Law Firms

Associate Laterals Face Class-Year Demotions and Pay Cuts

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When David Yelin sought to hire a lateral associate at Duane Morris’ Chicago office earlier this year, he knew to expect a flood of resumés from lawyers desperate for work. What he hadn’t counted on was the lack of experience of many associates compared to their peers from three to five years ago.

“We’d love to bring you over, but we’d have trouble giving you credit for this past year,” Chicago managing partner Yelin says he told a lateral hire.

Despite a rank and compensation step-back, the associate, eager to return to corporate practice after treading water in his firm’s litigation department, accepted the job.

Many corporate, real estate and other transactional associates have shifted to busier practice groups or done pro bono work as they wait for deals to flow. While some experience is better than none, more lateral job-seekers can expect a hefty pay cuts and class-year demotions for the chance to return to their desired practice areas, according to industry experts.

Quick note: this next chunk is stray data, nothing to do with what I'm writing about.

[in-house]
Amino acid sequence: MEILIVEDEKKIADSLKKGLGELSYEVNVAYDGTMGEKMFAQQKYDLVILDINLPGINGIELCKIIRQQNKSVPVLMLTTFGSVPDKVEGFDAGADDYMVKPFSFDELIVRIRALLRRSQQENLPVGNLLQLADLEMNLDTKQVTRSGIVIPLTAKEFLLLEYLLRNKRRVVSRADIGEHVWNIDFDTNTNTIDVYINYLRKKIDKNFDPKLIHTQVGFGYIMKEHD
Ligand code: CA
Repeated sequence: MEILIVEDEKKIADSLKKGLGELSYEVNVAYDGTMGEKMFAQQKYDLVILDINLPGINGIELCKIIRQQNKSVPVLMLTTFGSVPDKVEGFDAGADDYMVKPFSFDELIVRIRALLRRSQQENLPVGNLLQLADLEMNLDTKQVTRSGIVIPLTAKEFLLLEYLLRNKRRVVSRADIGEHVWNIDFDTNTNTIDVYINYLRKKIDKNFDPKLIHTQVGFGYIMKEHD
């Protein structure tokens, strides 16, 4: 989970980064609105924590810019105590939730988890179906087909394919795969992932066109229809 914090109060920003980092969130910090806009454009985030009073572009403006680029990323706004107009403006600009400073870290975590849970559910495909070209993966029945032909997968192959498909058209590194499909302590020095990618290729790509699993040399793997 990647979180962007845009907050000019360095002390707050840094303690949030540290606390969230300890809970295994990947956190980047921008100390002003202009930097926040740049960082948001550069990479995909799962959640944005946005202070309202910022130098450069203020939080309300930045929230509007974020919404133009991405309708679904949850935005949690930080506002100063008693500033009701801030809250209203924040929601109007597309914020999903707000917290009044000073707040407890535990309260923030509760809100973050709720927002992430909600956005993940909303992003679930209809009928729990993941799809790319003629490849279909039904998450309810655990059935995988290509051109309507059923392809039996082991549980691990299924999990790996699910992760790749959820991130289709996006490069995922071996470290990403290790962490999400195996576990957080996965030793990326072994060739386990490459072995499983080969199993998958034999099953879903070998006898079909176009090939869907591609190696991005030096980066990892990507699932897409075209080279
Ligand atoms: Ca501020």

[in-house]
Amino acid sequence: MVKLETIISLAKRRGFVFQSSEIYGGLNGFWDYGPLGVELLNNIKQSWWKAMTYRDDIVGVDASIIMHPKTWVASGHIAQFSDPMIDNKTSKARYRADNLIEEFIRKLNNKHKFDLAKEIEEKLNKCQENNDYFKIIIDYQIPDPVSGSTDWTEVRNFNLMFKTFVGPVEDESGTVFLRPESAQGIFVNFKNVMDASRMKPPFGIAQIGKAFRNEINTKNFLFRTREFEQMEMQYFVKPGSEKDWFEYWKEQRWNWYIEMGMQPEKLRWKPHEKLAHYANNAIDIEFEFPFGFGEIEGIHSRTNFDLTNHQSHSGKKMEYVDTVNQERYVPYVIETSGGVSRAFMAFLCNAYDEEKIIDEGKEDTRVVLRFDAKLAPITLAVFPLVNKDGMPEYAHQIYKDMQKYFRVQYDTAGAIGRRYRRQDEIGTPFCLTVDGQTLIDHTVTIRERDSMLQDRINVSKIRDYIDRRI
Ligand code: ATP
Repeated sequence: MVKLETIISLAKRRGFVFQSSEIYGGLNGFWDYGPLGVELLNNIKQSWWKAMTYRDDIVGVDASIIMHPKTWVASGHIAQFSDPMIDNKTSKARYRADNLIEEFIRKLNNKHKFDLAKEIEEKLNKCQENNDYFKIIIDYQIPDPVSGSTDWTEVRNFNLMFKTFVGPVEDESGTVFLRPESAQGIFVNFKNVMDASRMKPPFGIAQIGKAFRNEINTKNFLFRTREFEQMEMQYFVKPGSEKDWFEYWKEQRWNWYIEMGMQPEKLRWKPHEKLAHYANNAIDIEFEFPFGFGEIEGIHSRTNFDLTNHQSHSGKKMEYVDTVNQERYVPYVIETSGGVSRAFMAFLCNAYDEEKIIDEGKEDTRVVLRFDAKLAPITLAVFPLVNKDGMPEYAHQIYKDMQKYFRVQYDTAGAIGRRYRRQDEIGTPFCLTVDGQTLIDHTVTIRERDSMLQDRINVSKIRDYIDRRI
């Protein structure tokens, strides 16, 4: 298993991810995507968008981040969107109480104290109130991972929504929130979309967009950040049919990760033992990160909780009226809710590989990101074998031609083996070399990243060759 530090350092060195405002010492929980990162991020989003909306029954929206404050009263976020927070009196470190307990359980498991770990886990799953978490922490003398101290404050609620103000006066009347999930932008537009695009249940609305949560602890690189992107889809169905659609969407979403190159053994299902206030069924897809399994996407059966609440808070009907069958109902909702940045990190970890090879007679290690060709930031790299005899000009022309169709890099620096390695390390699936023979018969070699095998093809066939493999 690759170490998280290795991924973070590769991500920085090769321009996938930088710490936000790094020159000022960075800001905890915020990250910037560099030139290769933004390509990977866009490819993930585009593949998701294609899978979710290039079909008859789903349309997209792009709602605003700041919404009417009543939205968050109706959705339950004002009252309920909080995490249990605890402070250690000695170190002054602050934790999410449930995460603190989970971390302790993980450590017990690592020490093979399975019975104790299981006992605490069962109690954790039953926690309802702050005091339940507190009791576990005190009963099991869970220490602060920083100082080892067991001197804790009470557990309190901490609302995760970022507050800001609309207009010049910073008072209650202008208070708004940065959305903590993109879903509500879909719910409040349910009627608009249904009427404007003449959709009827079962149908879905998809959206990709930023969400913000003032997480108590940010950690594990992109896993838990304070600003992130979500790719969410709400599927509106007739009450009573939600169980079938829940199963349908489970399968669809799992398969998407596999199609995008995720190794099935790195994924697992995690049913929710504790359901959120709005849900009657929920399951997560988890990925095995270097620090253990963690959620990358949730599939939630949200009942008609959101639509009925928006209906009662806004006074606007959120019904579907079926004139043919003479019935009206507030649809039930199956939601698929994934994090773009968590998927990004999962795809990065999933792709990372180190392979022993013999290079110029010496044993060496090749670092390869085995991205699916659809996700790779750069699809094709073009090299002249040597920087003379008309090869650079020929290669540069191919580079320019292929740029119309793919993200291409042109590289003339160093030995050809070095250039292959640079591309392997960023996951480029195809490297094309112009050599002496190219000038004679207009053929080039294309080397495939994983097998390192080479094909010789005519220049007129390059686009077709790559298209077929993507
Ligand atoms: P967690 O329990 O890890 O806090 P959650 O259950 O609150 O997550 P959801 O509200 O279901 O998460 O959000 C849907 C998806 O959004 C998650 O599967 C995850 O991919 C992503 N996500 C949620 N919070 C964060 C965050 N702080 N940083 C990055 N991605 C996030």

“Initiative is good, but it doesn’t build the skills needed to practice corporate law,” Yelin says.

The dearth of experienced associates is even more reason for firms to abandon traditional lockstep class distinctions and evaluate junior lawyers on actual experience and legal skills, according to legal recruiter Amy McCormack.

“It’s amazing how much work income partners and senior associates held onto,” says McCormack, co-president of McCormack Schreiber Legal Search. “Many junior associates were relegated to tasks like reviewing articles for business development and client favors more than traditional legal work.”

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